The University's Menon Research Group, led by Associate Professor Rajesh Menon, specializes in the intersection of nanotechnology and optics, and has a good track record of commercializing its work.
Its latest creation -- an ultracompact beamsplitter on top of a silicon chip that divvies up lightwaves into separate channels -- is designed to enable networks and computers to transmit data using light instead of electrons.
"Light is the fastest thing you can use to transmit information," said Menon, in a statement. "But that information has to be converted to electrons when it comes into your laptop. In that conversion, you're slowing things down. The vision is to do everything in light... With all light, computing can eventually be millions of times faster."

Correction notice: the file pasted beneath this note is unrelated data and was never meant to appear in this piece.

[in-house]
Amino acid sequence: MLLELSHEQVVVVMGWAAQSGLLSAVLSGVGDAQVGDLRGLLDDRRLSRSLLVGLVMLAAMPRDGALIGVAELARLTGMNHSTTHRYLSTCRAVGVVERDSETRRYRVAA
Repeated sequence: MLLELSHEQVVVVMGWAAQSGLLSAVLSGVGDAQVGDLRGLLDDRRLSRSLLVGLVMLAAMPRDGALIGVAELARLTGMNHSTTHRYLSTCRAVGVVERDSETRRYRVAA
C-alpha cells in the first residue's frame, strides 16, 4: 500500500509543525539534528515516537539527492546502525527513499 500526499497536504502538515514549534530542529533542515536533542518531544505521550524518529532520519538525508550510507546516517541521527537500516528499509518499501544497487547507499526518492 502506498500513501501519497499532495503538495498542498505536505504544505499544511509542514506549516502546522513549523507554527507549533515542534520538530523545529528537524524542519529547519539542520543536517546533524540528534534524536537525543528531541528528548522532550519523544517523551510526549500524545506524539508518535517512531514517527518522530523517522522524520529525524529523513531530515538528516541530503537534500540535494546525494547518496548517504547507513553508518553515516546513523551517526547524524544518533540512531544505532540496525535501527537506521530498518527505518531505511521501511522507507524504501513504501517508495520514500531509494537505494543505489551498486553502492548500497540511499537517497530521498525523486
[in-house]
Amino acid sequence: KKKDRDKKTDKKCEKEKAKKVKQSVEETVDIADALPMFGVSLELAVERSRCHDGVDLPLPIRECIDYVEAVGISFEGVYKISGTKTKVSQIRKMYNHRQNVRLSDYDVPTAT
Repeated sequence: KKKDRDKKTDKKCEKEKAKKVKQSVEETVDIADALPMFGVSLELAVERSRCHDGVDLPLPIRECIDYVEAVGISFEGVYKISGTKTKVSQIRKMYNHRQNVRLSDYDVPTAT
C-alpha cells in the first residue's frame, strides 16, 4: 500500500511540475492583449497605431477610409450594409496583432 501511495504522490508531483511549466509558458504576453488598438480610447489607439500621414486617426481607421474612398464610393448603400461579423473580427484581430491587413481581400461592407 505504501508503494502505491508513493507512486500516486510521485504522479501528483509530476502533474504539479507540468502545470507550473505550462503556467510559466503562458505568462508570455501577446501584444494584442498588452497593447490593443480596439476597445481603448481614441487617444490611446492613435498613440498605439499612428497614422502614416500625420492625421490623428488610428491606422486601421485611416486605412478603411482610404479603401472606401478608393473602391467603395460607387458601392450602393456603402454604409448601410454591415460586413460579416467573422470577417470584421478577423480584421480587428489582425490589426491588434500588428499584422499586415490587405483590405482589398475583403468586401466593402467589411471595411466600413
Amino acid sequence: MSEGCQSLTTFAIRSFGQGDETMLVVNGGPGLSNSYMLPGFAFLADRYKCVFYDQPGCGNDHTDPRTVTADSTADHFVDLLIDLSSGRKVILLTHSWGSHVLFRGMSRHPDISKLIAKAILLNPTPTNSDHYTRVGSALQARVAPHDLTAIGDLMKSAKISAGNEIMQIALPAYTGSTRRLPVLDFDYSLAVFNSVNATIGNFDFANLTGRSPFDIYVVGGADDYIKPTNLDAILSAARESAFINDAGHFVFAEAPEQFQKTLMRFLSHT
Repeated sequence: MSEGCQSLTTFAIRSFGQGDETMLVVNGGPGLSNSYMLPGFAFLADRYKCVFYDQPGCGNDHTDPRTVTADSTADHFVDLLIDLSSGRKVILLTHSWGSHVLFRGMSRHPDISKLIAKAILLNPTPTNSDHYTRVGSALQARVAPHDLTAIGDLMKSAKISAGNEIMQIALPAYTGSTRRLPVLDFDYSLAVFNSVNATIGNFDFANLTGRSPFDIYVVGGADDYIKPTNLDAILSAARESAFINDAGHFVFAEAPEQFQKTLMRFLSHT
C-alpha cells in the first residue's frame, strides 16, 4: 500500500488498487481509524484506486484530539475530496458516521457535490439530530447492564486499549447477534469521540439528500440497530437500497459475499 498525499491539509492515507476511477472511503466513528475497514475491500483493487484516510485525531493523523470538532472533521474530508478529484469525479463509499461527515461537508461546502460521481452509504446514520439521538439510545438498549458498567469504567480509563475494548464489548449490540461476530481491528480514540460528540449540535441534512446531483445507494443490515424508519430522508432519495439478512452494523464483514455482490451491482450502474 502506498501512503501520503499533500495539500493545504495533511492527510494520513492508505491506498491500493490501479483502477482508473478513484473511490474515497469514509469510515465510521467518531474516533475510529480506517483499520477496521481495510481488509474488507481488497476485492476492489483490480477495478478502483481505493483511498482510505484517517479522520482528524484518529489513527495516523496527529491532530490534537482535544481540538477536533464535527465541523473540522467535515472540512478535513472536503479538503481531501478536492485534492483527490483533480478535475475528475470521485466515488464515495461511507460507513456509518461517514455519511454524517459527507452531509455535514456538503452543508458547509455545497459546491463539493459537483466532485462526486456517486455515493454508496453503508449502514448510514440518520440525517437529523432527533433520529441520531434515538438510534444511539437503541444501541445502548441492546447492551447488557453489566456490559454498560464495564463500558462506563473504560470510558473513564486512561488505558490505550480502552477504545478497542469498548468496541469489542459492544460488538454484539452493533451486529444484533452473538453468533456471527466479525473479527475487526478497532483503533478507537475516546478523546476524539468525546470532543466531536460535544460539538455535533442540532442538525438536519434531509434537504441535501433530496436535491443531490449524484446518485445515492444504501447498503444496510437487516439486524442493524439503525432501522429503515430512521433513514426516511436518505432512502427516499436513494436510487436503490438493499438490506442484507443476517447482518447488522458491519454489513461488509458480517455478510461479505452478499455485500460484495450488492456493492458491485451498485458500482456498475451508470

The technology could also make it so that devices, such as smartphones, burn less energy and stay powered up longer.
You can read the paper (by Bing Shen, Peng Wang, Randy Polson and Menon) at the Nature Photonics journal.
Optical networking and computing has the attention of academia and commercial vendors. More advances were shown recently at the annual OFC event in Anaheim. And vendors such as Intel are using light pulses to speed supercomputing.